Trump’s Pro-Growth Plan Falling Into Place

By Bryan Rich 

October 20, 2017, 4:00 pm EST

BR caricatureInterest rates and stocks are on the move today (higher), following the vote last night in the Senate to pass the budget.  This opens the way for an approval on the tax plan.

​As stocks continue to print new record highs, so does policy execution for the Trump administration (the latter the cause, the former the effect).

​So we’re seeing more and more of the pro-growth plan fall into place.  Markets have been telling us this (betting on this) for a while.

​Remember, we talked about the prospects that hurricane aid could kickstart the Trump infrastructure plan (proposed at $1 trillion over 10 years). There’smore progress on that front in the past week.

Among the pillars of Trump’s growth plan, this one (infrastructure/government spending) looked to be among the long shots given the politicians can always play the debt card to fight it.  But then the hurricanes hit.

After Irma rolled through Florida the estimated damages for both Harvey and Irma were estimated at $200 billion.  Then Hurricane Maria decimated Puerto Rico.  Estimated damages there are now $95 billion.  I’ve thought we’ll ultimately see a 12-figure package out of Congress in response to the hurricanes.  The ultimate federal aid on Katrina was $120 billion.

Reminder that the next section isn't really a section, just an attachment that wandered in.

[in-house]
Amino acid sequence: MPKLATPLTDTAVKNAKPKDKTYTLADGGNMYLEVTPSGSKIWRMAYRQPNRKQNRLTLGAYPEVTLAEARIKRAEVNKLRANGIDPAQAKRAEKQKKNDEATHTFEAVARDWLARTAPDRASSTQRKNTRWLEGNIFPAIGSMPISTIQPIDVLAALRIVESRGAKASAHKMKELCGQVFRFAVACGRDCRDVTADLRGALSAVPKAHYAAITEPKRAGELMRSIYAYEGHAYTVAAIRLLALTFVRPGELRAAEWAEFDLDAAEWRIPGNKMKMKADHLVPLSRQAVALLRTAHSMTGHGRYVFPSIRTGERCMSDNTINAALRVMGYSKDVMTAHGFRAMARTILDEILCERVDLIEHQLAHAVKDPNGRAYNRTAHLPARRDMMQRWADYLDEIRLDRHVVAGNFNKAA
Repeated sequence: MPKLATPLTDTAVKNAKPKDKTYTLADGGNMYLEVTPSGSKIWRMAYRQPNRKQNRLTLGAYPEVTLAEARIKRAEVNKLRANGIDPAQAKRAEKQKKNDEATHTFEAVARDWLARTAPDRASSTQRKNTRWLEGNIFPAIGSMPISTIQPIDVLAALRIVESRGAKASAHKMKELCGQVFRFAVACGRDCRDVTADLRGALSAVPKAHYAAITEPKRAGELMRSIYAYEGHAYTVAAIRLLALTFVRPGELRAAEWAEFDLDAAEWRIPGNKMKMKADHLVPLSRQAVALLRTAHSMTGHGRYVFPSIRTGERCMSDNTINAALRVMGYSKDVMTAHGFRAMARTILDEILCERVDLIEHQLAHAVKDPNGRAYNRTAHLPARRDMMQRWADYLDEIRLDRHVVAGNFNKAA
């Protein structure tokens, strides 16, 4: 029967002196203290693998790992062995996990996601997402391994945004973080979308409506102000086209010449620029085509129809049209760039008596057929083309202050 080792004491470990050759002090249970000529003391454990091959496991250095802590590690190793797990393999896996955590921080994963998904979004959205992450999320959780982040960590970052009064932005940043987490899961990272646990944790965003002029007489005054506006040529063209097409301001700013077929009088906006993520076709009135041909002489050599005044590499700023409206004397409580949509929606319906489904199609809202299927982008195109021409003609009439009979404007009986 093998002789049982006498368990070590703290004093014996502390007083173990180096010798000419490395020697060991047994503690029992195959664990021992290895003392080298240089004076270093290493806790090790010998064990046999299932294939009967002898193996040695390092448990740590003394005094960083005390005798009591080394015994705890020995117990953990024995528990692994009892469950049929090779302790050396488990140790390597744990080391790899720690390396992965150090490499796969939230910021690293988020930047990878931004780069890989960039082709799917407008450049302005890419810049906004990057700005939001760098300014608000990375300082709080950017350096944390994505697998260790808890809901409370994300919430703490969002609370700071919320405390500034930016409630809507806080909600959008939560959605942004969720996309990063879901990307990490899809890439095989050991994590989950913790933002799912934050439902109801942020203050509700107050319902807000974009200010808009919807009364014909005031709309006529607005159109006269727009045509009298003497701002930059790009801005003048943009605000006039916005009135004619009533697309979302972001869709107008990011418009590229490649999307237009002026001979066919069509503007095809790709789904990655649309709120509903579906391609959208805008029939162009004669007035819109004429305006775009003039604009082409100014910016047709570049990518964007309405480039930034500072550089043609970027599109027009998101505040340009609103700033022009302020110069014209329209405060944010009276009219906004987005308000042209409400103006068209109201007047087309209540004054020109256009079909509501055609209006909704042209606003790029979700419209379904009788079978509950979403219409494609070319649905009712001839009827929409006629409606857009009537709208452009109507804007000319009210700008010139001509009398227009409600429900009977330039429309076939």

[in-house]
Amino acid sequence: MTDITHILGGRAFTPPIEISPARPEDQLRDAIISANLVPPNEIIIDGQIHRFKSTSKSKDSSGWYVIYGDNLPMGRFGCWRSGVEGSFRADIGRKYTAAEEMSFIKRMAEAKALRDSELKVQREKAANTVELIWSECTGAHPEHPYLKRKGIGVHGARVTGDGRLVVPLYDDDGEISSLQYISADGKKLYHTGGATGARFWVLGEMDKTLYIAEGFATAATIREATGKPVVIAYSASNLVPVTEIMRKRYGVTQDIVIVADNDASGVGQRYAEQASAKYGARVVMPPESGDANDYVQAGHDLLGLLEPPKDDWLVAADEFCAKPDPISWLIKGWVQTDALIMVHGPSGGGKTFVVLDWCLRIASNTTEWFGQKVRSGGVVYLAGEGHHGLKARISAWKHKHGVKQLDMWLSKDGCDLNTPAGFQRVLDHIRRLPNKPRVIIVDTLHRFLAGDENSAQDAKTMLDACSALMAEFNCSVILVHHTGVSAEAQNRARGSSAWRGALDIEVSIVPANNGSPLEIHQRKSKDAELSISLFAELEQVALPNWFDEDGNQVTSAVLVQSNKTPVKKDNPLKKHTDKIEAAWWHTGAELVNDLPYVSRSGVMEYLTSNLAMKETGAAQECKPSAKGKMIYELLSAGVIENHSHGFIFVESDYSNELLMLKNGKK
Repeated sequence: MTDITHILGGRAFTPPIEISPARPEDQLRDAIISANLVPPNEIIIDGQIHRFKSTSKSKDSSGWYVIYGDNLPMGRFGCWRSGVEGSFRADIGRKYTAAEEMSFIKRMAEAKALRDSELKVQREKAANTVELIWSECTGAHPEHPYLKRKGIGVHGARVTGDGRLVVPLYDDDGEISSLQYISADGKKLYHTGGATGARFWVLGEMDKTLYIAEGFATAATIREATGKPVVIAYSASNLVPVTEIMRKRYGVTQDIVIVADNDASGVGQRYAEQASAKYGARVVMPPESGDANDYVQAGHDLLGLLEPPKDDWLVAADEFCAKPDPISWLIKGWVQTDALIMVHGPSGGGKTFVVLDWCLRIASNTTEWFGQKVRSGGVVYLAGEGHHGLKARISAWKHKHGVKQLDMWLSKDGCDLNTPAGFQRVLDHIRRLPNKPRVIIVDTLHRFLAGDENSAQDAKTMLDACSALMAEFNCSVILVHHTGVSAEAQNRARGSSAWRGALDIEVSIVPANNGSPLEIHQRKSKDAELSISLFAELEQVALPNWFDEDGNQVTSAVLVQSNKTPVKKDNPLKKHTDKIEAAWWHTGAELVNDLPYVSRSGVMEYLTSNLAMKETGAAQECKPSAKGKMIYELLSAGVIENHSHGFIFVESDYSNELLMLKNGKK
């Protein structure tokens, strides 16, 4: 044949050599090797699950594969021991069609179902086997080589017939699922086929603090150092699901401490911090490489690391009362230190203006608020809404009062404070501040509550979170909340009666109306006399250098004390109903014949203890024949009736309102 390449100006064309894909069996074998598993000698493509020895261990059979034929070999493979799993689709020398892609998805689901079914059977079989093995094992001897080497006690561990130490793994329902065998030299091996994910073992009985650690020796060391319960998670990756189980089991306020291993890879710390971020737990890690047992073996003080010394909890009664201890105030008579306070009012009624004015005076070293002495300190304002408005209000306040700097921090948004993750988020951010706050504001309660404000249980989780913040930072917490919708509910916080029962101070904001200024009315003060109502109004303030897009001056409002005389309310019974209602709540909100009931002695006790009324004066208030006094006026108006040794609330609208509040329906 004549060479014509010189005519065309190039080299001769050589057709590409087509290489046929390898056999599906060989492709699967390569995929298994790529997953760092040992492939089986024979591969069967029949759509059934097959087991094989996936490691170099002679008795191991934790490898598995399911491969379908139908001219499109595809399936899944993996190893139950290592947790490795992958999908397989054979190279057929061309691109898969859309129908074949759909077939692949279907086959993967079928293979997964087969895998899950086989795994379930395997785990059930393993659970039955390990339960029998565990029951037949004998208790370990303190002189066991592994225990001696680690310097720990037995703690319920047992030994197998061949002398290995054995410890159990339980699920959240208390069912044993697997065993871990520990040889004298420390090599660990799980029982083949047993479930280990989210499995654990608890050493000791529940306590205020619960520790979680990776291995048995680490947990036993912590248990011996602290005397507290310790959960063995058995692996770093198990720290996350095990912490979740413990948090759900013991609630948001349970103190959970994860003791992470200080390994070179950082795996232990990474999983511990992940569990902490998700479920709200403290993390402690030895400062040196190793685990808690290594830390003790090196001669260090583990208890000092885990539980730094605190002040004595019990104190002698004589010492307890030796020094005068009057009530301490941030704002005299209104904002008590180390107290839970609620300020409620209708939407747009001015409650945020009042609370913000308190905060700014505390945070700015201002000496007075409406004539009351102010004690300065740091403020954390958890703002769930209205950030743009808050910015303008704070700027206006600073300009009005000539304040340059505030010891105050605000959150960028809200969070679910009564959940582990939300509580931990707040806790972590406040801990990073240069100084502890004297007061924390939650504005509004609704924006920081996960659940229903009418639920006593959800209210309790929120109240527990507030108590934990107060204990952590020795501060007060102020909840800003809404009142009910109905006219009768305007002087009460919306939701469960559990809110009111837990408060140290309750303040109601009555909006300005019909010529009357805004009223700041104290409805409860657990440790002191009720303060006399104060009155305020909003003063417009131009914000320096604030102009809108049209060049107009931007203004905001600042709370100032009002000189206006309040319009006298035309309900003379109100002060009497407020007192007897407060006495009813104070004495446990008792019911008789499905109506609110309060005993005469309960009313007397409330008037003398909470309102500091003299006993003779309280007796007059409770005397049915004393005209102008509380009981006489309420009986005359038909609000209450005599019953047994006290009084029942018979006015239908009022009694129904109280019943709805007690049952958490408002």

In September Congress approved $15 billion in aid for hurricane victims.  They just approved another $35 billion!   This quiet government spending piece, that will substantially grow from here, may turn out to be the most powerful in terms of driving wage growth and economic growth.

​So tax reform and infrastructure, two big pillars of Trumponomics continue to progress.  And on the deregulation front, Trump has already been aggressively peeling back regulations that have crushed some industries, while ramping UP regulatory scrutiny on Silicon Valley, as we discussed yesterday.

​Some of the top venture capitalists in Silicon Valley said this week that they expect to see some failures this year of startups once valued north of a billion-dollar. That’s a result of less money flowing that direction, less government favor, and more money flowing back into publicly traded stocks.

​​With that in mind, let’s take a look at the chart on Amazon to finish the week …

oct20 amzn

​We talked about Amazon’s miss on earnings back on July 27th as the catalyst to take profit on the FAANG trade (the loved tech giants).  The top continues to hold in Amazon.

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